For about 18 months, I’ve had 10 kW of different brands of solar panels on my Brisbane warehouse roof, testing inverters efficiencies, panel orientation, the effects of various stringing and shading and temperature coefficients. Early on, we found out about the poor performance of Blue Sun panels. Our latest test has proven something just as dramatic.
We decided to install Enphase micro-inverters on 6 different panels, ranging in price from about the cheapest on the market to the most expensive, to see how different panels perform. View it on the public platform , (but you cannot see the individual panel results from here)
In order of price we had:
- LG 300w NeON mono-crystalline panel.
- Jinko 250w poly-crystalline panel.
- ReneSola 250w poly-crystalline panlel.
- Risen 250w poly-crystalline panel
- A 250w second-hand no name panel.
- Eurosolar’s APS 250w poly panel (Australian Premium Solar). Previously ASP panels. See the ACCC’s Eurosolar Review.
I’d like to think that straight out of the box, the LG panel may perform marginally better per watt, the Jinko, Rene, Risen and APS would perform close to equal, and the degraded second-hand no-name panel would come last. The difference you might expect, would be the longevity of the panel and longevity of the company that manufactures the panel.
Here are the results:
- LG has so far been performing (as they claim) about 3 percent better per watt than the Jinko. This is impressive when you consider the 300w panel on the same footprint as a standard 250w panel. But not so impressive when you consider the price is about 70 percent more (per watt) than the Jinko. (*In the last 30 days, the LG is now running 2.7 percent higher than the Jinko.)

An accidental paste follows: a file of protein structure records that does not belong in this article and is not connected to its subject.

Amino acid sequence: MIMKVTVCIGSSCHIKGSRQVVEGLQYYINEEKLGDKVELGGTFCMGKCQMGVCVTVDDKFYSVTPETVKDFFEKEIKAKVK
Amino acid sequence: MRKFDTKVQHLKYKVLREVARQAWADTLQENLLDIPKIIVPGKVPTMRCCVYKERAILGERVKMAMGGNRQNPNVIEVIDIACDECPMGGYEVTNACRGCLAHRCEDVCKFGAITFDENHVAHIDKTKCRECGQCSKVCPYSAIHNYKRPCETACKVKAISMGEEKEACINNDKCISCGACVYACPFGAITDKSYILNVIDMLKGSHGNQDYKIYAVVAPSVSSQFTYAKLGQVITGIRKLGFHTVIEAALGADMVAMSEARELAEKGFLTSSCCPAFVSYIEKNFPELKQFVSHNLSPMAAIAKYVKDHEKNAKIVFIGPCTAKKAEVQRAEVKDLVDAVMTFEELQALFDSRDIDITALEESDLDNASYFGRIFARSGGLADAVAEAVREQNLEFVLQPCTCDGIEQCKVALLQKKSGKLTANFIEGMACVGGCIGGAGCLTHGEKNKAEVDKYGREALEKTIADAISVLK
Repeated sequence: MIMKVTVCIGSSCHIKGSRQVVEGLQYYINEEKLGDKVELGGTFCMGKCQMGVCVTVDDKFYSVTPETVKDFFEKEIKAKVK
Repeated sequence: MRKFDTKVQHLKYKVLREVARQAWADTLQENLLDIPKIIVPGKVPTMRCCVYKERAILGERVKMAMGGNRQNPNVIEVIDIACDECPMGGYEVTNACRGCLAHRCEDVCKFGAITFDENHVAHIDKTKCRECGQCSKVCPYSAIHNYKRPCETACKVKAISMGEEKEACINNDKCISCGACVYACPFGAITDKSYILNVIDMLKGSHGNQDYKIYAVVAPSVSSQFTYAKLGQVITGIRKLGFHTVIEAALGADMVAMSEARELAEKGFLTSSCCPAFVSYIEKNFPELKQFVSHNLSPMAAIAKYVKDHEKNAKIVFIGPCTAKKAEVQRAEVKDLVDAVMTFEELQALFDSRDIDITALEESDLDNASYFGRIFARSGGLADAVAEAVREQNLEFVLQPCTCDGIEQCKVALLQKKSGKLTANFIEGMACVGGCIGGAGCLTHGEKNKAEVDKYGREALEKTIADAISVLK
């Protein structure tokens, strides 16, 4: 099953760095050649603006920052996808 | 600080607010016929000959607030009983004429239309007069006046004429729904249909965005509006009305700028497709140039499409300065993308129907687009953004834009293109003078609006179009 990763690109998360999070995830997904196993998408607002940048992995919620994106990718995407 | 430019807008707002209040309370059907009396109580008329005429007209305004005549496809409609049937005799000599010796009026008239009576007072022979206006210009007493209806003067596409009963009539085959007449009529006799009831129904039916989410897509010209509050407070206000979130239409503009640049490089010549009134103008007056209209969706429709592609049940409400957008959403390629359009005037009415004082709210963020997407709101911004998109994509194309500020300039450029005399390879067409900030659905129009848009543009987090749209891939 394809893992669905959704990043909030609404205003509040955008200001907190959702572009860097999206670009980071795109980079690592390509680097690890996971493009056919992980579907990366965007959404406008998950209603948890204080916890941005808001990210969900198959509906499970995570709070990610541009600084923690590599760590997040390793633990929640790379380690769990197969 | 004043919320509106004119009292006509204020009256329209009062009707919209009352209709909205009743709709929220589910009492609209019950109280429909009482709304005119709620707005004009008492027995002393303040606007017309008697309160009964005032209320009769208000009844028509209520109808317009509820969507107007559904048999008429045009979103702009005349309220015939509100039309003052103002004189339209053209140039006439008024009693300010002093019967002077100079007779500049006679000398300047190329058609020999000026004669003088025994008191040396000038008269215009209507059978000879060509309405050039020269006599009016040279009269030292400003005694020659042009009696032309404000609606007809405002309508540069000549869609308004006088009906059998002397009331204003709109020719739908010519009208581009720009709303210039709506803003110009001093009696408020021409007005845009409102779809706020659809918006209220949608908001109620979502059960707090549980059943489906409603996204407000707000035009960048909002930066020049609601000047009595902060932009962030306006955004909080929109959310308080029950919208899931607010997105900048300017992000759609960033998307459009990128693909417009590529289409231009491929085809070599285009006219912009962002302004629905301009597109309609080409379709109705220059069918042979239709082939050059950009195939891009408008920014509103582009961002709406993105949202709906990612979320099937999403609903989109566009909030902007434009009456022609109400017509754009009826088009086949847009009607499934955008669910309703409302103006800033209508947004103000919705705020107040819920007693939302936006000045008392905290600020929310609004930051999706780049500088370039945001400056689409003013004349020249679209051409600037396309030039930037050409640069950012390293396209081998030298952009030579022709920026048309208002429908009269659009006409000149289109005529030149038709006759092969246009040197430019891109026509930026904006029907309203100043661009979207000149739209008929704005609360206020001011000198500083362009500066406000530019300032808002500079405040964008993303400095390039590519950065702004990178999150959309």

- Jinko is performing second – and this is the panel we install, we will use this as our control.
- Renesola is (*last 30 days) performing 98 percent of the Jinko. The disadvantage the Rene panels have is that they are more than 14 months older than the Jinkos, so the 2 percent difference is understandable.
- Risen is the surprise performed 2 percent better than Jinko (*read on for an update) however, this panel was three weeks after the Jinko, so we are looking into the anomaly (there are a few factors we need to consider including positive tolerance and degradation). If this is consistent, we may look into changing our line-up to include a Risen panel! * Update, The Risen panel seems to have lost ground and is now operating at 98 percent of the Jinko Panel.
- The second-hand no-name panel came in equal to Rene, running at 5 percent below Jinko.
- The APS panel, (*still) came unlucky last, running at a consistent 92.9 percent of the Jinko panel. (*It is now running at 92 percent! We will have an interesting warranty conversation with Eurosolar soon!)
These are early results (see them live here), but yet again I have backed up my claim, that not all panels are created equal. Not all “Tier 1” solar panels are good quality, but all good quality solar panels, are good quality. Keep tuned for more solar panel reviews.
*Updated readings were taken for the period of 16 June 2015 and 16 July 2015. While these anecdotal readings seem to prefer Jinko (our current panel) these readings do not place doubt in my mind of the quality of the Rene or Risen panel.